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Freedom 17 Build

Sep 20, 2019
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Godmanchester, Quebec
It wasn't long after completing my Bob Special build that I got the hankering to build something else. Perhaps a bit bigger this time, maybe we'll give traditional stem construction a try...

The Freedom 17' plans arrived sometime in December 2020.

I had left over cedar from the last build. I am amazed at how little wood it takes to build one of these. For those interested, I bought 21 pieces of 4/4 x 4" with average lengths of about 10'. This was enough for both boats with a little left over. The Bob's strips were cut to 0.210", I cut the Freedom's to 0.250".

I traced and cut the forms, cut my strips (table saw, thin-kerf Freud); and set up the strong-back. Particle-board this time around, and better tape! I used green masking tape on the Bob's forms and ended up breaking the boat in half when I released it.


No bead and cove. This technique eliminates a good bit of mill work up front and uses fewer strips. However, it also means glue getting everywhere until you become a maestro with the squeeze bottle. There is also the chance for strips to become misaligned. Some of my pictures make it look like I had this problem, but this is merely the lighting making it seem worse than it is. Squeeze bottle of choice is the ketchup/mustard bottles from the dollar store - the cheaper ones are easier to squeeze. I made the stems by laminating cedar strips together. I bent them using a heat gun (before laminating them, which is probably obvious to most of you).






Additionally, where the curves get more severe, one must bevel the strips to ensure a tight fit to one another. On my last build I used Guillemot's Robo-Bevel (hanging by the speaker) with Lee Valley's Miniature Shoulder Plane. On this build I used the shoulder plane by itself.


Place the plane on the previously installed strip and then lean it over onto the exposed form. Run it until the gap between its base and the previously installed strip disappears. Do the same on the next form and then blend the transitions between the forms. It is not as tedious as it sounds, maybe 3 - 5 minutes per strip.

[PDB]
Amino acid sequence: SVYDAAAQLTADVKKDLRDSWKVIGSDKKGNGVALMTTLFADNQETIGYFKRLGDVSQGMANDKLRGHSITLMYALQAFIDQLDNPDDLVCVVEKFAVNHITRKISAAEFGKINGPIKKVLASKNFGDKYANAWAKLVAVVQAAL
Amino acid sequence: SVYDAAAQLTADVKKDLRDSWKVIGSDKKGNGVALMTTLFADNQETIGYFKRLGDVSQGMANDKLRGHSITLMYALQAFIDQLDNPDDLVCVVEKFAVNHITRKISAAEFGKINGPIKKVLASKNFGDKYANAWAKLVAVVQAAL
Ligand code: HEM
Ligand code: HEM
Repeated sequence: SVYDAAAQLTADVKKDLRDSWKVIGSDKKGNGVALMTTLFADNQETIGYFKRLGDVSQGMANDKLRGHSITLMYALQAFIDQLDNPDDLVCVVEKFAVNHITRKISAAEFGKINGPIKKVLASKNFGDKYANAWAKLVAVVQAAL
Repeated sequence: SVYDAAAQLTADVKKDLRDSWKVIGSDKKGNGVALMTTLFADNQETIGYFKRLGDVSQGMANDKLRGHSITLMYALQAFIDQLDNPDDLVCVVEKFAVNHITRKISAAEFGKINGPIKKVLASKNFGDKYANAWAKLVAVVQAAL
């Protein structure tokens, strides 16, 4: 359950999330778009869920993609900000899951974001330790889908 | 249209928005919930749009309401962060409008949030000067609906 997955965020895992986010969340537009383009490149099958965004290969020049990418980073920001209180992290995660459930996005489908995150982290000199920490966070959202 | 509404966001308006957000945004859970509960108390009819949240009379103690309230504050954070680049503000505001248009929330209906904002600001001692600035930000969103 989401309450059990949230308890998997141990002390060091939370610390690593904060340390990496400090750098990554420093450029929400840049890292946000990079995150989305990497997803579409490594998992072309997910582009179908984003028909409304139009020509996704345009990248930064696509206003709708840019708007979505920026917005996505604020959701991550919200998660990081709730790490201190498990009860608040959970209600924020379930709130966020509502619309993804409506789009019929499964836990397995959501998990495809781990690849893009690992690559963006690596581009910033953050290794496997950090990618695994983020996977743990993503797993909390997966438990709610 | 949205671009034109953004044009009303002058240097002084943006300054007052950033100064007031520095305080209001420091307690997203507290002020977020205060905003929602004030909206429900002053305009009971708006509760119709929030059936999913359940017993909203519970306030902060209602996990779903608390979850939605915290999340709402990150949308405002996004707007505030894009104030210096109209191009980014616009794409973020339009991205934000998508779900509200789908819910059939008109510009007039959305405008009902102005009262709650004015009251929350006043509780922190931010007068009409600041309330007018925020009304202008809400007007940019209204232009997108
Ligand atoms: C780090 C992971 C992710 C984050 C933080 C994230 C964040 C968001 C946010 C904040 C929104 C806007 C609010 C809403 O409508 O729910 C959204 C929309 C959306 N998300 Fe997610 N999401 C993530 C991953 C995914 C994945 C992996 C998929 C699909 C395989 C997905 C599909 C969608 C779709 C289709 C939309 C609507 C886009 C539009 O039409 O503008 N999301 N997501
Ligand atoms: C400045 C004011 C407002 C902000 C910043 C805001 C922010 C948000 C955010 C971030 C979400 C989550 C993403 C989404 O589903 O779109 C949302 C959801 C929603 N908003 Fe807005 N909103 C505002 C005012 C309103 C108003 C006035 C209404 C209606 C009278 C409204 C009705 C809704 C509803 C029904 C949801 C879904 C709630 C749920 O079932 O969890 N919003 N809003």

I got the hull closed up, put my head down and got to fairing. 60 grit on an RO is my weapon of choice, taking care to make long strokes to avoid creating waves. I wet the hull to raise the staple dents and wiped them away with a sanding block.




Ready for glass.


Apologies for not having pictures of the glassing - taking pictures is the last thing on my mind while flailing around the shop during this step. Here's a shot of a final "touch-up" coat.


Ah - the conflict between the joy of finally removing the hull from the forms and the anguish upon the realization of the forthcoming task of sanding the interior. If anyone has any tricks on how to not make this the worst part of building a canoe, I'm all ears.


Sometime around late March, one of my dogs started to exhibit health issues - swollen lymph nodes. We thought cancer but that was not the case and in fact we never did get a straight diagnosis other than there was something going on with her immune system. She passed at the end of May and while losing a dog/loyal hunting partner sucks like nothing else I know, I was glad to finally put her to rest after 2 months of constant prodding and worry. Piper was 12.

So the boat sat for a bit.

Before I knew it, BAM! July. Temperatures were a bit high for resin but who doesn't enjoy a good bit of self-inflicted panic? I got some bubbles in this one - bad enough that they pushed the fabric off of the hull. Biggest bubble was maybe 5/8 in diameter. I dremelled away those bits and now have some craters that need to be patched/filled. Again - no pics of the main event, but here we are marking and cutting the shearline on the right side.


Then this happened:



Agnes is a field-bred black lab. I always thought that the names they give registered dogs were a bit goofy, but decided to try to find something interesting to put on her papers: AJTop's Defender of Dunbar. Neat story - check it out.

So it sat for a bit. Again.

With renewed hope for a season that might actually see me in a boat, I got back to it. I finished (rough) cutting the shearline and called my wood guy.



I picked up some nice, clear, 8/4 cherry for the gunnels, but without a way to re-saw material that wide, I asked if he had anything "interesting" in 4/4 for the decks. He guided me over to his pile of birds eye maple. Yes please.


And so that's where we are. Next tasks are:
  • mill and scarf my gunnel material - doing scuppers this time.
  • make the decks
  • order seats so that scupper spacing can be finalized
  • fill in resin voids / final coat of interior resin
  • install trim
  • varnish
  • install brass stem guards
More to come...